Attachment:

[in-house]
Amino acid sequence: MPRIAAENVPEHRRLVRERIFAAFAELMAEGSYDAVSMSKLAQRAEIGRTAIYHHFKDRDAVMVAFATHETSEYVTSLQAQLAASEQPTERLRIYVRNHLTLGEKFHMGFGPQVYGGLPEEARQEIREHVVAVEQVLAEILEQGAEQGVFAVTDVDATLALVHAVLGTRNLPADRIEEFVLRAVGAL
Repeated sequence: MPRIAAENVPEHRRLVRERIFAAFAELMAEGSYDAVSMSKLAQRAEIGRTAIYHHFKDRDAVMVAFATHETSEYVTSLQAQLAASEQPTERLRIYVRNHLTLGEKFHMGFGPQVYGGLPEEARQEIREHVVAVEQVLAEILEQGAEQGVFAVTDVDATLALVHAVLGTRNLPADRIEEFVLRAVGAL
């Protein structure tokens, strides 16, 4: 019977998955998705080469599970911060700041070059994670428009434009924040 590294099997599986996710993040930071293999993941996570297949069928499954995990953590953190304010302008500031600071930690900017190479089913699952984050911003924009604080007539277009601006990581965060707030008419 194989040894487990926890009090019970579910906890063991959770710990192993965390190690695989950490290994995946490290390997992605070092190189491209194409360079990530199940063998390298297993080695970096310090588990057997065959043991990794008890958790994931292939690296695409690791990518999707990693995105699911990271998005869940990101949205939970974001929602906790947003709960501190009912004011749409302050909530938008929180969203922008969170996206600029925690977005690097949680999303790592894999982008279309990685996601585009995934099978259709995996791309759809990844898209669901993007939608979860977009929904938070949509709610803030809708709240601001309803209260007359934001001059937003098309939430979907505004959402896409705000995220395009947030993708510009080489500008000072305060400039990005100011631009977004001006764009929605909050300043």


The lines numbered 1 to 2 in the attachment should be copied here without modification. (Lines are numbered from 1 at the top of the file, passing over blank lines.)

[in-house]
Amino acid sequence: MPRIAAENVPEHRRLVRERIFAAFAELMAEGSYDAVSMSKLAQRAEIGRTAIYHHFKDRDAVMVAFATHETSEYVTSLQAQLAASEQPTERLRIYVRNHLTLGEKFHMGFGPQVYGGLPEEARQEIREHVVAVEQVLAEILEQGAEQGVFAVTDVDATLALVHAVLGTRNLPADRIEEFVLRAVGAL